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STUDY: ‘Long Covid’ Likely Just Young People’s Lack of Exercise, Loneliness

'What you can see is that the fatigue and neuroticism and emotional maladjustment and loneliness and depression are all linked... '

(Molly Bruns, Headline USA) A recent study revealed that so-called “long COVID” is largely a myth and young people’s symptoms are usually due to lack of exercise and personal communication.

The Journal of the American Medical Association Network Open followed hundreds of young people, ages 12-25, in Norway. Subjects received COVID testing at the beginning of a six-month period, and again at the end.

According to Just the News, researchers from Norway, Sweden, England, China and Australia noted no significant differences between infected and uninfected test subjects who showed symptoms for long COVID.

The researchers concluded that young people who experienced a “significant increase in mental distress” throughout the pandemic are likely suffering from something other than long COVID.

“What you can see is that the fatigue and neuroticism and emotional maladjustment and loneliness and depression are all linked” when they are plotted out, epidemiologist Vinay Prasad wrote in his newsletter. “What you also see is that none of this has anything to do with prior COVID-19.”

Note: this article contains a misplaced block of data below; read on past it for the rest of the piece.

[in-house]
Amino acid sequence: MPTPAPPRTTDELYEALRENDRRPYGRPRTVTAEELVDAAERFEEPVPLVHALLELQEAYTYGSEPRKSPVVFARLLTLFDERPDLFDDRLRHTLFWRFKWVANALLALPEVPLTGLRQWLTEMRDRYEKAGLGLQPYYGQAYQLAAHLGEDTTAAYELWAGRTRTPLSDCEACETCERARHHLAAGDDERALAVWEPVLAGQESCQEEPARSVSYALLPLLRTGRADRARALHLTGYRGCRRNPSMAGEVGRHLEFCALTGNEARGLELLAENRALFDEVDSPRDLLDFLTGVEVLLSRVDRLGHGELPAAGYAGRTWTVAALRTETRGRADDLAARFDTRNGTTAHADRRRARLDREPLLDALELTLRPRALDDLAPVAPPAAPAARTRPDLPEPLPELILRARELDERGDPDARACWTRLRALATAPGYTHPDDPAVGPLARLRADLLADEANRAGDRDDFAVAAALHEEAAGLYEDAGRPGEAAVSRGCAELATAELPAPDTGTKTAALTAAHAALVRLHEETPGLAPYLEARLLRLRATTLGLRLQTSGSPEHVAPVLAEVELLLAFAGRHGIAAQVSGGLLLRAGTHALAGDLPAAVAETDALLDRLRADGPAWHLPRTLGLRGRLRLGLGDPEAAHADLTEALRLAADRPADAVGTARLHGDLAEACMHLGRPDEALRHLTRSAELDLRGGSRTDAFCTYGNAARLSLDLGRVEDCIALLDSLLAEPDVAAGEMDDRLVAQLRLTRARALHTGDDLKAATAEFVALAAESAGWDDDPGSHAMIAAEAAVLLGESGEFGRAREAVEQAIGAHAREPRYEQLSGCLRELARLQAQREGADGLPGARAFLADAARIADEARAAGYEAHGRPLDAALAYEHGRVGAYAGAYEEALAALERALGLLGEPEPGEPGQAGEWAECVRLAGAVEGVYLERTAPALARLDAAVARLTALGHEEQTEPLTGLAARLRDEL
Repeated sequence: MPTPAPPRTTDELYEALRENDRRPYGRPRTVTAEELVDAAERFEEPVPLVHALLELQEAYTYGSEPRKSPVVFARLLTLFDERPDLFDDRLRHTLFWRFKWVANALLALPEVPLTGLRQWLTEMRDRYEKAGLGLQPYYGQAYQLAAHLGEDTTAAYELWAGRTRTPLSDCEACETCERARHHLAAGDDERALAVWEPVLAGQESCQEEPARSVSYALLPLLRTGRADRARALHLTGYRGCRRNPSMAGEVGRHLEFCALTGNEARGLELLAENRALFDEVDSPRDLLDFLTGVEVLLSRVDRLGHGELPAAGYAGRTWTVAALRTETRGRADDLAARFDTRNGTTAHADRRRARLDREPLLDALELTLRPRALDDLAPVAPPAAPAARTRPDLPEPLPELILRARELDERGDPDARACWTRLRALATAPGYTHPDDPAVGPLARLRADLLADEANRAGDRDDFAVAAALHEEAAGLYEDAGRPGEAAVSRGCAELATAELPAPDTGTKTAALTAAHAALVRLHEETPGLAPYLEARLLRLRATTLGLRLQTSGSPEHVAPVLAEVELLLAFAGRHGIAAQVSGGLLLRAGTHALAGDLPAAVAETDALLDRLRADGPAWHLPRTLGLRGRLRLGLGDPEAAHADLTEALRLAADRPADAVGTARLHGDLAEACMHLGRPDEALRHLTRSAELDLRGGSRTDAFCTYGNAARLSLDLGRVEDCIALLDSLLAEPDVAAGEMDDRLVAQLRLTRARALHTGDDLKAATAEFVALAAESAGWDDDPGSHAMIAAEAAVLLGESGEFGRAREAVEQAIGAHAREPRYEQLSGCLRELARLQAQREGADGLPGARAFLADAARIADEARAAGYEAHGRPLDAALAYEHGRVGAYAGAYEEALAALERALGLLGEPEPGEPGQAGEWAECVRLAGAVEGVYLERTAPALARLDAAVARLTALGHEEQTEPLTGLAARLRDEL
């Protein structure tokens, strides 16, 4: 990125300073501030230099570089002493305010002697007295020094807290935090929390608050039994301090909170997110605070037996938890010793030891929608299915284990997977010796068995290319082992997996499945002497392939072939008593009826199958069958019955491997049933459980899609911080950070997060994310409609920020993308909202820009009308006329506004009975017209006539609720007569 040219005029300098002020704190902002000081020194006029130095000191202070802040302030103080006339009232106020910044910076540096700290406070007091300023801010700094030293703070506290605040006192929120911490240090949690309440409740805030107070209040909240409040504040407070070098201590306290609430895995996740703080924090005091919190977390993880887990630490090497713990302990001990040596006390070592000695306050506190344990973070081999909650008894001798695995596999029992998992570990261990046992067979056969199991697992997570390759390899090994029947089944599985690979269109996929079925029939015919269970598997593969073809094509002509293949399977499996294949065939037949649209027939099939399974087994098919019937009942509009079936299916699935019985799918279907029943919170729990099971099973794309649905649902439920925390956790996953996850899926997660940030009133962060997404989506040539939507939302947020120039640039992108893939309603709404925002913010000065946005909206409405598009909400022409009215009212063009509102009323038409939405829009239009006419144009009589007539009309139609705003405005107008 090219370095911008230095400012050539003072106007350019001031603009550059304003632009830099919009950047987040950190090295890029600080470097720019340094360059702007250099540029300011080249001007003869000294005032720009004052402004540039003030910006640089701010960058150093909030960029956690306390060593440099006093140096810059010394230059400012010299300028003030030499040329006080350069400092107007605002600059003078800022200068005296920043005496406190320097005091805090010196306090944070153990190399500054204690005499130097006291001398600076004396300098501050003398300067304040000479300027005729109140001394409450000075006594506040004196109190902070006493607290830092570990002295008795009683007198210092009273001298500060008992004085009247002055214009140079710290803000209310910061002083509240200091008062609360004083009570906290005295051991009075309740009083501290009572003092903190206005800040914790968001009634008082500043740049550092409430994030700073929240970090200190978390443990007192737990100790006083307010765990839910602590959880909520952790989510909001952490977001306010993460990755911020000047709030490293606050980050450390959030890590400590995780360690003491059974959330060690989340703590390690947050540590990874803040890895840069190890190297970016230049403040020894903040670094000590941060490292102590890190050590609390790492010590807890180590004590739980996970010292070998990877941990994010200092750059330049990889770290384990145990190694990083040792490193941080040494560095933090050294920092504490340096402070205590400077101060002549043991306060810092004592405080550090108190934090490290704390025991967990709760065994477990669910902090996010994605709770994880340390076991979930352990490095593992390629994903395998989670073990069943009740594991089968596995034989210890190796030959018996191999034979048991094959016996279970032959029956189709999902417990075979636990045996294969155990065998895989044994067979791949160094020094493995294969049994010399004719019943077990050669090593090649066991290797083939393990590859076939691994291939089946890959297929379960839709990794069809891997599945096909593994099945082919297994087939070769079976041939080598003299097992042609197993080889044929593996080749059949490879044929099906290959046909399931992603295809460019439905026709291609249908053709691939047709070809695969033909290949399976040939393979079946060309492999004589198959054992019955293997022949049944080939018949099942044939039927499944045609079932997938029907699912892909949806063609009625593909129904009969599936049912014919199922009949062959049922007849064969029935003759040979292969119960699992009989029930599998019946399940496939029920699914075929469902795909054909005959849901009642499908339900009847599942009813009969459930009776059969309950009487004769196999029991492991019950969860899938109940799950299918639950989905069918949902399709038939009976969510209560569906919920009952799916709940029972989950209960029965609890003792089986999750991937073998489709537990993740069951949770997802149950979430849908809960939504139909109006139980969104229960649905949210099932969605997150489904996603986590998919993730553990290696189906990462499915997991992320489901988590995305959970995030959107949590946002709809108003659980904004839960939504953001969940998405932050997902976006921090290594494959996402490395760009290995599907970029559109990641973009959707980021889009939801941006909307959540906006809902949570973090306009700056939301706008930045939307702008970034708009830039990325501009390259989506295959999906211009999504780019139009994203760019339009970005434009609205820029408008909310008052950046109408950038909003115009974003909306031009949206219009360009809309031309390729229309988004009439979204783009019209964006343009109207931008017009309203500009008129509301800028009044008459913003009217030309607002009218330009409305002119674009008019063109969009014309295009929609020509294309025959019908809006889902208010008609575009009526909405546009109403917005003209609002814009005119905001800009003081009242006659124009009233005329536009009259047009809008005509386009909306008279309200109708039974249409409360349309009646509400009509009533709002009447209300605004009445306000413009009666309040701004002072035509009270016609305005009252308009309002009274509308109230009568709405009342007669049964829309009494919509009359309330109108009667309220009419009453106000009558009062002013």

The study also revealed that despite the government’s best efforts to brand the alleged disease as a danger, the real danger has little to do with actual illness.

“[Long COVID] was not associated with biological markers specific to viral infection, but with initial symptom severity,” the report on the study read. “Low physical activity” and “loneliness” were two common denominators, along with specific “personality traits.”

For a time, long COVID appeared to be a “mass disabling event;” however, this and other studies reveal that the symptoms are not as serious or common as originally anticipated.

Despite this fact, the Centers for Disease Control and Prevention has not reneged long COVID’s classification as a “physical disorder” that “causes crippling fatigue that may last a lifetime.”

In a recent virtual seminar CDC’s chief of chronic viral diseases, Elizabeth Unger, discussed the organization’s long COVID program where she claimed 80% of the population could have the disease.

When fears of long COVID first surfaced, the National Institutes of Health received $1.15 billion in funding to address the issue.

Francis Collins, director of NIH at the time, said his team of scientists would study “the underlying biological cause of these prolonged symptoms,” and “enhance our knowledge of basic biology of how humans recover from infection.”

Long COVID is classified as “post-infective fatigue syndrome” by the JAMA Network Open study, which occurs in the aftermath of many diseases.

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